1:30 pm Performance: Daniel del Pino, piano; Danny Driver, piano; Min-Young Kim, violin; Alexandra Knoll, oboe; Raman Ramakrishnan, cello; Richard Ranti, bassoon
Camille Saint-Saëns (1835–1921)
Sonatas for Oboe and Piano, Op. 166 (1921) and Bassoon and Piano, Op. 168 (1921)
Claude Debussy (1862–1918)
Sonata for Violin and Piano (1916–17)
Igor Stravinsky (1882–1971)
Suite Italienne, for cello and piano (1932)

BMF Program Twelve
Out of the Shadow of Samson and Delilah:
Saint-Saëns’s Other Grand Opera
Sunday, August 19, 2012 at 4:30 pm
Fisher Center, Sosnoff Theater
3:30 pm Preconcert Talk: Hugh Macdonald
4:30 pm Performance: Jon-Michael Ball, tenor; Ellie Dehn, soprano; Branch Fields, bass; Jennifer Holloway, mezzo-soprano; Jason Howard, baritone; Nathan Stark, bass; John Tessier, tenor; Jeffrey Tucker, bass; Bard Festival Chorale, James Bagwell, choral director; American Symphony Orchestra, conducted by Leon Botstein, music director; and others

Camille Saint-Saëns (1835–1921)
Henry VIII (1881–82)
Click here for the principal cast.

Michael Miller

Michael Miller, Editor and Publisher of New York Arts and The Berkshire Review, an International Journal for the Arts, was trained as a classicist and art historian at Harvard and Oxford, worked in the art world for many years as a curator and dealer, and contributed reviews and articles to Bostonia, Master Drawings, Drawing, Threshold, and North American Opera Journal, as well as numerous articles for scholarly and popular periodicals. He has taught courses in classics, the English language, and art history at Oberlin, Rutgers, New York University, the New School, and Williams. Currently, when he is not at work on The Berkshire Review and New York Arts, he writes fiction, pursues photography, and publishes scholarly work. In 2011 he contributed an introductory essay to Leonard Freed: The Italians / exh. cat. Io Amo L'Italia, exhibition at Le Stelline, Milan, and wrote the revised the section on American opera houses in The Grove Dictionary of American Music. He is currently at work on a libretto for a new opera by Lewis Spratlan, Midi, an adaptation of Euripides' Medea set in the French West Indies, ca. 1930.
  • Hi Michael,
    Many thanks for this terrific overview of the festival and for posting the film for which Saint-Saens wrote the music. What fun to watch it!

    Also you’re right to note that Saint-Saens titled his piano fantasy Africa using the Latin–I hadn’t thought of that, but his relationship to the Mediterranean world fully supports this choice. Thanks so much for pointing it out.

    Looking forward to meeting you,
    Jann

  • Richard Goode Plays Beethoven’s Last Three Sonatas and Bagatelles, Op. 119 at Jordan Hall, Boston
    This was a great recital—almost. Richard Goode played the last three Beethoven piano Sonatas and a set of late Bagatelles, and was quite convincing, even revelatory, with all the material except the final Sonata, the forbidding Opus 111. This last came off well, it felt meant—and all those difficult notes were well articulated—but the full emotional […]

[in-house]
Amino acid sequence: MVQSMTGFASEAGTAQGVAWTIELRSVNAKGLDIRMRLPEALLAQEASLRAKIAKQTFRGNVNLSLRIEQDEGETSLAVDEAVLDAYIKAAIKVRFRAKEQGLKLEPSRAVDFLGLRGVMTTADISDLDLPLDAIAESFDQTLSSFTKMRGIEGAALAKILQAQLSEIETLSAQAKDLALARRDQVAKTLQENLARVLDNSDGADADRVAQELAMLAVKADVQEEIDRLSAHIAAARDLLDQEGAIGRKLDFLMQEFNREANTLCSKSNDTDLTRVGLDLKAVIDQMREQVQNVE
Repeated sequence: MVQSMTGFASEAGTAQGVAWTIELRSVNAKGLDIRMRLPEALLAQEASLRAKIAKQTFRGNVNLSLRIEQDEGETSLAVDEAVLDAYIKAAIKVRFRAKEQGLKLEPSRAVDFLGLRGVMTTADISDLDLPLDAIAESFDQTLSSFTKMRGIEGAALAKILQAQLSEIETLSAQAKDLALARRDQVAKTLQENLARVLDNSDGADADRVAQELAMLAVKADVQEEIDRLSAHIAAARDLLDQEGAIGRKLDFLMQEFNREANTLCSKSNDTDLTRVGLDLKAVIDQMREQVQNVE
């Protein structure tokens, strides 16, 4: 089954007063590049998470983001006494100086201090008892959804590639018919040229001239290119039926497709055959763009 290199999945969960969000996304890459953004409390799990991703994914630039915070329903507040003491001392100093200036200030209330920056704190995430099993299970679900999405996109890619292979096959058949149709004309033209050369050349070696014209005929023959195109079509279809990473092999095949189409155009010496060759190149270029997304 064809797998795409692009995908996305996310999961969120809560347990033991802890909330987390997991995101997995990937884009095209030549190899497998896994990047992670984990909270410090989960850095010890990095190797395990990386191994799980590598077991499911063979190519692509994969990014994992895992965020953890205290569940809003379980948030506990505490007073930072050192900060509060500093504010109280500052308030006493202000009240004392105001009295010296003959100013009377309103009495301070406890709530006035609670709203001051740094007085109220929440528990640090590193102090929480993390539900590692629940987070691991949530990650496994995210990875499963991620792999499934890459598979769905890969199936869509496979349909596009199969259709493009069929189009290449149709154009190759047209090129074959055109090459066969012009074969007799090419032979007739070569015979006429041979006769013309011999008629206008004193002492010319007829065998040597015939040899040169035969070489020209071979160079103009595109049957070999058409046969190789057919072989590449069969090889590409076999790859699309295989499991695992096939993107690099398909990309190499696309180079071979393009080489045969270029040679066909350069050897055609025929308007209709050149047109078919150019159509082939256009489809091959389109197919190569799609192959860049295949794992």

Charles Warren
  • The Bard Music Festival at 25: Franz Schubert and his World
    My leading thought goes against much of what the Bard Music Festival and my own values, for that matter, stand for. And just read Keith Francis' provocative series, The Great Composers?, the latest installment of which has just been published. I've missed only one Bard Festival since 2006, and I've heard great music by Elgar, […]
    Michael Miller
  • A Singer’s Notes 98: No Amontillado, just Ale
    The much-maligned poetry of Edgar Allan Poe still bristles with excitement when one hears it. High and mighty Emerson called it a bunch of "jingles." The musical reference is appropriate. A poem like "Annabelle Lee" is basically a sound event. The sonic Poe I have in my imagination was revered by the French, Baudelaire in […]
    Keith Kibler
  • A Treasurable Account of Poe’s Last Hours from the Berkshire Theatre Group, with David Adkins and Kate Maguire, Closing 10/26
    You can't really blame the Berkshire Theatre Group for billing Eric Hill's splendid entertainment, POE, as a Hallowe'en show. As the holiday approaches, Poe's chilling stories and poems are rolled out in all the many forms they have assumed since their assimilation into two great cultural phenomena, American Literature and American Pop Culture, over the […]
    Michael Miller

New York Arts is dedicated to bringing you the best critical writing about the arts, in-depth, and written by passionate, engaging writers.

 
Every page on the site is free, and so are subscriptions to our email updates.
 
New York Arts survives on your voluntary support.
 
Why?
 
A. Our writers are professionals and should be paid for their work, and so should the editors, who also carry out the everyday tasks of maintaining the site and business.
 
B. There are daily costs in maintaining the site, transportation, professional expenses, and so on...to a long list.
 
C. The editor currently takes on all the administrative work. We need a specialized assistant/administrator.
 
Click here to make your tax-deductible donation to The Arts Press, publisher of New York Arts and The Berkshire Review. Or click on the notice in the sidebar. The Arts Press is a sponsored project of Fractured Atlas, a non-profit arts service organization. Contributions for the charitable purposes of The Arts Press must be made payable to“Fractured Atlas” only and are tax-deductible to the extent permitted by law.
 
If you enjoy what your read here, support New York Arts and keep serious criticism alive! You won't find it in your local newspaper anymore!